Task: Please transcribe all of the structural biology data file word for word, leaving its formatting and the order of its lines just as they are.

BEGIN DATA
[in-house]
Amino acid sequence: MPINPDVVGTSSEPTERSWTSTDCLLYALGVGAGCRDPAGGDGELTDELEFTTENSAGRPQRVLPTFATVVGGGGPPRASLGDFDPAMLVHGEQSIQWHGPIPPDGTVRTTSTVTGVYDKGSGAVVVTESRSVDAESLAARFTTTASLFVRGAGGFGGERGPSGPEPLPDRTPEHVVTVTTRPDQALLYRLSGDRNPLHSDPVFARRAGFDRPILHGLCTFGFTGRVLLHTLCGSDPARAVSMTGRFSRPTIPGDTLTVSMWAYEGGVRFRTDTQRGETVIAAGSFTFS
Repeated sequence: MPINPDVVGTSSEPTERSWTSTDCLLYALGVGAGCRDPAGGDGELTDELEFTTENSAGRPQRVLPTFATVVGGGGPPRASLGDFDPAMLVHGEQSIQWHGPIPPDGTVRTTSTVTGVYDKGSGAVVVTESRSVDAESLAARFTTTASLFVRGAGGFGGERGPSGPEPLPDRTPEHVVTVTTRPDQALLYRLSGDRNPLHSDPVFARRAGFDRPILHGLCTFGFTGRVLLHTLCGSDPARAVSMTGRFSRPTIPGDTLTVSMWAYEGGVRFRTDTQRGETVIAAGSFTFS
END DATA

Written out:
[in-house]
Amino acid sequence: MPINPDVVGTSSEPTERSWTSTDCLLYALGVGAGCRDPAGGDGELTDELEFTTENSAGRPQRVLPTFATVVGGGGPPRASLGDFDPAMLVHGEQSIQWHGPIPPDGTVRTTSTVTGVYDKGSGAVVVTESRSVDAESLAARFTTTASLFVRGAGGFGGERGPSGPEPLPDRTPEHVVTVTTRPDQALLYRLSGDRNPLHSDPVFARRAGFDRPILHGLCTFGFTGRVLLHTLCGSDPARAVSMTGRFSRPTIPGDTLTVSMWAYEGGVRFRTDTQRGETVIAAGSFTFS
Repeated sequence: MPINPDVVGTSSEPTERSWTSTDCLLYALGVGAGCRDPAGGDGELTDELEFTTENSAGRPQRVLPTFATVVGGGGPPRASLGDFDPAMLVHGEQSIQWHGPIPPDGTVRTTSTVTGVYDKGSGAVVVTESRSVDAESLAARFTTTASLFVRGAGGFGGERGPSGPEPLPDRTPEHVVTVTTRPDQALLYRLSGDRNPLHSDPVFARRAGFDRPILHGLCTFGFTGRVLLHTLCGSDPARAVSMTGRFSRPTIPGDTLTVSMWAYEGGVRFRTDTQRGETVIAAGSFTFS